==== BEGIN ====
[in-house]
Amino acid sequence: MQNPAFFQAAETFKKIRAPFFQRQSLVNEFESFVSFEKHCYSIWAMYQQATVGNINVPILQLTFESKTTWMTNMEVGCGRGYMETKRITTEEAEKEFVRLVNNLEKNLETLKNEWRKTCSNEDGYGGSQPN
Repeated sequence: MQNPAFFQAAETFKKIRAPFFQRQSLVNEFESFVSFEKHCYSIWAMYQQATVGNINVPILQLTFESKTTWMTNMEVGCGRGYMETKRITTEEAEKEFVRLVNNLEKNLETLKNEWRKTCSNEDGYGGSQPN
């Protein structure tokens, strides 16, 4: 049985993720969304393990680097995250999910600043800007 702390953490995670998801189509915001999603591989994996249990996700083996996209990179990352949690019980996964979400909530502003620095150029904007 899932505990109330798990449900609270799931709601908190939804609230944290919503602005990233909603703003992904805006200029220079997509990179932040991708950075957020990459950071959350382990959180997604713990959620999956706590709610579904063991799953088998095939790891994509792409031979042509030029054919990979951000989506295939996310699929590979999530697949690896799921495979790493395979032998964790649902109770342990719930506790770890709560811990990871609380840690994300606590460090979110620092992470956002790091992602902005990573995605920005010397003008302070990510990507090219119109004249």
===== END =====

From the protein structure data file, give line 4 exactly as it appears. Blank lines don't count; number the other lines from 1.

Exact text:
């Protein structure tokens, strides 16, 4: 049985993720969304393990680097995250999910600043800007 702390953490995670998801189509915001999603591989994996249990996700083996996209990179990352949690019980996964979400909530502003620095150029904007 899932505990109330798990449900609270799931709601908190939804609230944290919503602005990233909603703003992904805006200029220079997509990179932040991708950075957020990459950071959350382990959180997604713990959620999956706590709610579904063991799953088998095939790891994509792409031979042509030029054919990979951000989506295939996310699929590979999530697949690896799921495979790493395979032998964790649902109770342990719930506790770890709560811990990871609380840690994300606590460090979110620092992470956002790091992602902005990573995605920005010397003008302070990510990507090219119109004249």